packfile limit, as these commits can be used as edge points during
           calls to git pack-objects.

           Disable all non-fatal output, making fast-import silent when it is
           successful. This option disables the output shown by --stats.

           Display some basic statistics about the objects fast-import has
           created, the packfiles they were stored into, and the memory used
           by fast-import during this run. Showing this output is currently
           the default, but can be disabled with --quiet.


       The design of fast-import allows it to import large projects in a
       minimum amount of memory usage and processing time. Assuming the
       frontend is able to keep up with fast-import and feed it a constant
       stream of data, import times for projects holding 10+ years of history
       and containing 100,000+ individual commits are generally completed in
       just 1-2 hours on quite modest (~$2,000 USD) hardware.

       Most bottlenecks appear to be in foreign source data access (the source
       just cannot extract revisions fast enough) or disk IO (fast-import
       writes as fast as the disk will take the data). Imports will run faster
       if the source data is stored on a different drive than the destination
       Git repository (due to less IO contention).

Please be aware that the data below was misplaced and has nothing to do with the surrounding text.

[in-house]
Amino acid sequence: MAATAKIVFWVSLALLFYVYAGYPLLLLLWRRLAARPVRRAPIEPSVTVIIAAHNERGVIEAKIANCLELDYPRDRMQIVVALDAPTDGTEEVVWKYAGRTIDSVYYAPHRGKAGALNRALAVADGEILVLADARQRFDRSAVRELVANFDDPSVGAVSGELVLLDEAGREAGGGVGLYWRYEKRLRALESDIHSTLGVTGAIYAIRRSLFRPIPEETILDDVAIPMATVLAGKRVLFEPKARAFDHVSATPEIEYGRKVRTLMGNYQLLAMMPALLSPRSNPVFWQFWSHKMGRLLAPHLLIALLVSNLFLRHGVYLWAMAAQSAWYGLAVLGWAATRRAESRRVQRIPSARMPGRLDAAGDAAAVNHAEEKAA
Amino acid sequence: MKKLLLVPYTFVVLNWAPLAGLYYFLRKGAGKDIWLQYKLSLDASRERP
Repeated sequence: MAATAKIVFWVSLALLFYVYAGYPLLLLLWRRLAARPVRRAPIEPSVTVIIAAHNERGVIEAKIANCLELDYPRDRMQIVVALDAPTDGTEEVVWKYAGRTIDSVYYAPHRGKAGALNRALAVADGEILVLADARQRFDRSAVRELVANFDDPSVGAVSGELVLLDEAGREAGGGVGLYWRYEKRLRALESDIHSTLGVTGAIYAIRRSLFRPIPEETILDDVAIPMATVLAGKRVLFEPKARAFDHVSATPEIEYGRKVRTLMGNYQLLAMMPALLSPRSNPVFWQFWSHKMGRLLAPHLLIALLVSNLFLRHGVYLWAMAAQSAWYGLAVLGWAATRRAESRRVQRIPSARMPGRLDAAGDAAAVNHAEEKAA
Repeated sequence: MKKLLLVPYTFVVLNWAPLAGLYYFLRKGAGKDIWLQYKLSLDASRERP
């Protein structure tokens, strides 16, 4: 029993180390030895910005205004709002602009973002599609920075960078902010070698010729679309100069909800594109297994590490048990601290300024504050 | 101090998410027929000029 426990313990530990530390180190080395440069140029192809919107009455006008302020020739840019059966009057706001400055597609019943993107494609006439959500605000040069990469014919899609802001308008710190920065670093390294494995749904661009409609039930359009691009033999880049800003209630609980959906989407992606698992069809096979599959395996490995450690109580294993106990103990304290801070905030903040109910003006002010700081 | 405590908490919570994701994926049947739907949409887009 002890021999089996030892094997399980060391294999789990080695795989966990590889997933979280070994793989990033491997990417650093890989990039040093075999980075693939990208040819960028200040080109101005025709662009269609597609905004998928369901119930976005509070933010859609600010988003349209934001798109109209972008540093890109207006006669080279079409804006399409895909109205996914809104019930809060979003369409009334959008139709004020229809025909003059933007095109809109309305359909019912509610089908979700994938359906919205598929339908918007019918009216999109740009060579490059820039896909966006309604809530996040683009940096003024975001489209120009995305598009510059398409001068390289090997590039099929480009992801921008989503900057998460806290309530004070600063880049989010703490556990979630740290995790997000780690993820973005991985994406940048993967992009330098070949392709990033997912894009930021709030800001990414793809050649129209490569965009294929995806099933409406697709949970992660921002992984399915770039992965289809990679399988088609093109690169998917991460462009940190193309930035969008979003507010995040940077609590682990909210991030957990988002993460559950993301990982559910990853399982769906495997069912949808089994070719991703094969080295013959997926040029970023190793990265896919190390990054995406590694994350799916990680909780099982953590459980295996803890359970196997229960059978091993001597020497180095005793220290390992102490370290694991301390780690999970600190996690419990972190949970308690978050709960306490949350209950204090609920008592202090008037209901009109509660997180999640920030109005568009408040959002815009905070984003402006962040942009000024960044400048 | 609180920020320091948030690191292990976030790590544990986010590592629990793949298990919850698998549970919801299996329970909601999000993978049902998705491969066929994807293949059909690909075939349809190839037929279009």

A typical frontend for fast-import tends to weigh in at approximately
       200 lines of Perl/Python/Ruby code. Most developers have been able to
       create working importers in just a couple of hours, even though it is
       their first exposure to fast-import, and sometimes even to Git. This is
       an ideal situation, given that most conversion tools are throw-away
       (use once, and never look back).


       Like git push or git fetch, imports handled by fast-import are safe to
       run alongside parallel git repack -a -d or git gc invocations, or any
       other Git operation (including git prune, as loose objects are never
       used by fast-import).

       fast-import does not lock the branch or tag refs it is actively
       importing. After the import, during its ref update phase, fast-import
       tests each existing branch ref to verify the update will be a
       fast-forward update (the commit stored in the ref is contained in the
       new history of the commit to be written). If the update is not a
       fast-forward update, fast-import will skip updating that ref and
       instead prints a warning message. fast-import will always attempt to
       update all branch refs, and does not stop on the first failure.

       Branch updates can be forced with --force, but it's recommended that
       this only be used on an otherwise quiet repository. Using --force is
       not necessary for an initial import into an empty repository.


       fast-import tracks a set of branches in memory. Any branch can be
       created or modified at any point during the import process by sending a
       commit command on the input stream. This design allows a frontend
       program to process an unlimited number of branches simultaneously,
       generating commits in the order they are available from the source
       data. It also simplifies the frontend programs considerably.

       fast-import does not use or alter the current working directory, or any
       file within it. (It does however update the current Git repository, as
       referenced by GIT_DIR.) Therefore an import frontend may use the
       working directory for its own purposes, such as extracting file
       revisions from the foreign source. This ignorance of the working
       directory also allows fast-import to run very quickly, as it does not